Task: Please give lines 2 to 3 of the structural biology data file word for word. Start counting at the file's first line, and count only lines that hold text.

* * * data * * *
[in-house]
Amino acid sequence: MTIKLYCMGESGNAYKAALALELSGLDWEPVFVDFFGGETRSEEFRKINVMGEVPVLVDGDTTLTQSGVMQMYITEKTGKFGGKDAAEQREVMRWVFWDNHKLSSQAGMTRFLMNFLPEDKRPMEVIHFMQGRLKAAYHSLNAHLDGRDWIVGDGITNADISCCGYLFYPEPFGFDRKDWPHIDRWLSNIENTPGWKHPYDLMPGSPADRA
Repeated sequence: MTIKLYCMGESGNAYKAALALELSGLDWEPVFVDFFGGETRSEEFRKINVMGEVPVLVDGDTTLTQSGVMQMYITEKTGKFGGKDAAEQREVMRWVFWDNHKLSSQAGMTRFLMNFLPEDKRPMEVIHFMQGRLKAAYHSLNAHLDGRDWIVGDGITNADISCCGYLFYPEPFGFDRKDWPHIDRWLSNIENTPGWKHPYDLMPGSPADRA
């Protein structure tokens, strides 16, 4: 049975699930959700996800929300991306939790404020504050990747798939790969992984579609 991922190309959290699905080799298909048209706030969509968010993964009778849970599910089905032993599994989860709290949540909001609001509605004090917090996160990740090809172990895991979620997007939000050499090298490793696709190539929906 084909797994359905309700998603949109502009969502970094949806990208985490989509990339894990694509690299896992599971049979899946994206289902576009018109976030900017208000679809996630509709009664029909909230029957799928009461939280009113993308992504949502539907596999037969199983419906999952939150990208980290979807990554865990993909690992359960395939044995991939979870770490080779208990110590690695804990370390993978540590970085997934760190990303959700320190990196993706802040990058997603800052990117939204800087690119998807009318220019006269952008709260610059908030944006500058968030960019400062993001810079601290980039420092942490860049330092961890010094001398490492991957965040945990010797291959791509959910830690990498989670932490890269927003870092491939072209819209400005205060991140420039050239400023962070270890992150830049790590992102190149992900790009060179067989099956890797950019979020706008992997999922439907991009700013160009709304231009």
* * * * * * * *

Amino acid sequence: MTIKLYCMGESGNAYKAALALELSGLDWEPVFVDFFGGETRSEEFRKINVMGEVPVLVDGDTTLTQSGVMQMYITEKTGKFGGKDAAEQREVMRWVFWDNHKLSSQAGMTRFLMNFLPEDKRPMEVIHFMQGRLKAAYHSLNAHLDGRDWIVGDGITNADISCCGYLFYPEPFGFDRKDWPHIDRWLSNIENTPGWKHPYDLMPGSPADRA
Repeated sequence: MTIKLYCMGESGNAYKAALALELSGLDWEPVFVDFFGGETRSEEFRKINVMGEVPVLVDGDTTLTQSGVMQMYITEKTGKFGGKDAAEQREVMRWVFWDNHKLSSQAGMTRFLMNFLPEDKRPMEVIHFMQGRLKAAYHSLNAHLDGRDWIVGDGITNADISCCGYLFYPEPFGFDRKDWPHIDRWLSNIENTPGWKHPYDLMPGSPADRA